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PRI's Environmental News Magazine

Emerging Science Note

Air Date: Week of January 5, 2007

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Carnegie Mellon University PhD student Szu-Chen (Stan) Jou

Scientists are building a new device that instantaneously translates mouthed words into a foreign language. Jennifer Percy reports.

Transcript

[SCIENCE NOTE THEME]

Imagine being able to speak another language by silently mouthing the words in English. A translator created by researchers at Carnegie Mellon University promises to do just that.

The device uses a series of electrodes attached to the face and neck that interpret the muscle movements of a speaker. These movements create electrical signals, which are interpreted into English and translated by a computer into another language. The translation is then broadcast in a synthetic voice. Here’s an example:

[AUDIO TRANSLATION]

Existing translators make conversation difficult because they require the user to speak out loud and then push a button to create the translation. The new apparatus allows for a more natural exchange. Researchers say the effect would be like watching an American television show dubbed in a foreign language.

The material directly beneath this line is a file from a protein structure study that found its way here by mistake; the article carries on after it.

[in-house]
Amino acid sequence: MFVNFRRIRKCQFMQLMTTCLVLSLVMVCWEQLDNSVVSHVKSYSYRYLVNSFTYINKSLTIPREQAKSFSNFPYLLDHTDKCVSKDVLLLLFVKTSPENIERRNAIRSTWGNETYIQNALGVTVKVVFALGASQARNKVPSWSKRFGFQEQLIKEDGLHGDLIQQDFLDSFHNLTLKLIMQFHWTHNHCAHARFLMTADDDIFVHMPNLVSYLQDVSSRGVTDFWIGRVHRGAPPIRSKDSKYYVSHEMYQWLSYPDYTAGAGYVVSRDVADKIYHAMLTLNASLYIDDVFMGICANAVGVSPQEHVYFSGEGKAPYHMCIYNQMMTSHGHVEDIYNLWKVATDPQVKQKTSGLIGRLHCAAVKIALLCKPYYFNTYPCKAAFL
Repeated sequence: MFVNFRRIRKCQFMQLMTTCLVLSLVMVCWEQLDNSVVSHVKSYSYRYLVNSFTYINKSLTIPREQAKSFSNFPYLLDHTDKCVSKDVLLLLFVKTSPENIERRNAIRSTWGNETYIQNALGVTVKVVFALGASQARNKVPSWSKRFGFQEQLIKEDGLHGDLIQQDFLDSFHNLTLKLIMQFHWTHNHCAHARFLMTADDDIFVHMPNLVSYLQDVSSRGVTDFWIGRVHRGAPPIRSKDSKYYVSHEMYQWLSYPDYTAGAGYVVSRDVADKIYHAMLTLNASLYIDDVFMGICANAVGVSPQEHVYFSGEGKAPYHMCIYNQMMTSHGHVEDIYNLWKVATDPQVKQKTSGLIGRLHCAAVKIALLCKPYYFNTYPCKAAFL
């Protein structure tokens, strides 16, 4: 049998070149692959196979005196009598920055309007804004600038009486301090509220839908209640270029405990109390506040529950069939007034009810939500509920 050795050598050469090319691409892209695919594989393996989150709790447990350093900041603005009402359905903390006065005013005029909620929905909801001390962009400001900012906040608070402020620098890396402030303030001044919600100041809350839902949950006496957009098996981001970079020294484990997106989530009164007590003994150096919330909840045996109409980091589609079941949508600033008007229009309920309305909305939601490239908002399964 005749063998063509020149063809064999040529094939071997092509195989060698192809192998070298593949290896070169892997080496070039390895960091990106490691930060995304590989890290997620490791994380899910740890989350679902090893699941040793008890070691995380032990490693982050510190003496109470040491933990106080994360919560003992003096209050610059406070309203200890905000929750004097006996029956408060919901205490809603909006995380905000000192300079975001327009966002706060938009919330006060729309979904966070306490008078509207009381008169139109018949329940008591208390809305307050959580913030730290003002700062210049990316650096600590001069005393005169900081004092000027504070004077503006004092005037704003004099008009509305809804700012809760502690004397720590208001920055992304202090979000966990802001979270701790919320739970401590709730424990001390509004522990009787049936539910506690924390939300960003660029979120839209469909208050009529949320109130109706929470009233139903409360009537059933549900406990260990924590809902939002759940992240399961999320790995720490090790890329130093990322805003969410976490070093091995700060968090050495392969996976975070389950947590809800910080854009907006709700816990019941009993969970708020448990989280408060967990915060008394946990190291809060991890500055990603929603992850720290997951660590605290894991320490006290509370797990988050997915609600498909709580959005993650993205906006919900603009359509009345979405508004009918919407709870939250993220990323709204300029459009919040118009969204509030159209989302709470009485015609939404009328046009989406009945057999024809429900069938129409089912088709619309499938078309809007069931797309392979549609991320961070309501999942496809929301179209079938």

Carnegie Mellon University PhD student Szu-Chen (Stan) Jou demonstrates the prototype at a press conference. (Courtesy of Carnegie Mellon University)

The translator also has the potential to be more accurate than existing devices, which frequently make mistakes. Like interpreting translation device into translation divorce.
The new translator is more accurate because the electrodes detect not just words but phonemes—or the sounds that form words. English, for example, has only has 45 phonemes. The device memorizes the phonemes of a language and uses these as a base to construct a potentially limitless vocabulary.

But right now, the translator is accurate only 62 percent of the time. Researchers hope to make the translator more reliable by programming it to voice doubt. But for now it looks like some things will remain lost in translation.

That’s this week’s note on emerging science, I’m Jennifer Percy.

 

Links

"It’s the next best thing to a Babel fish"

 

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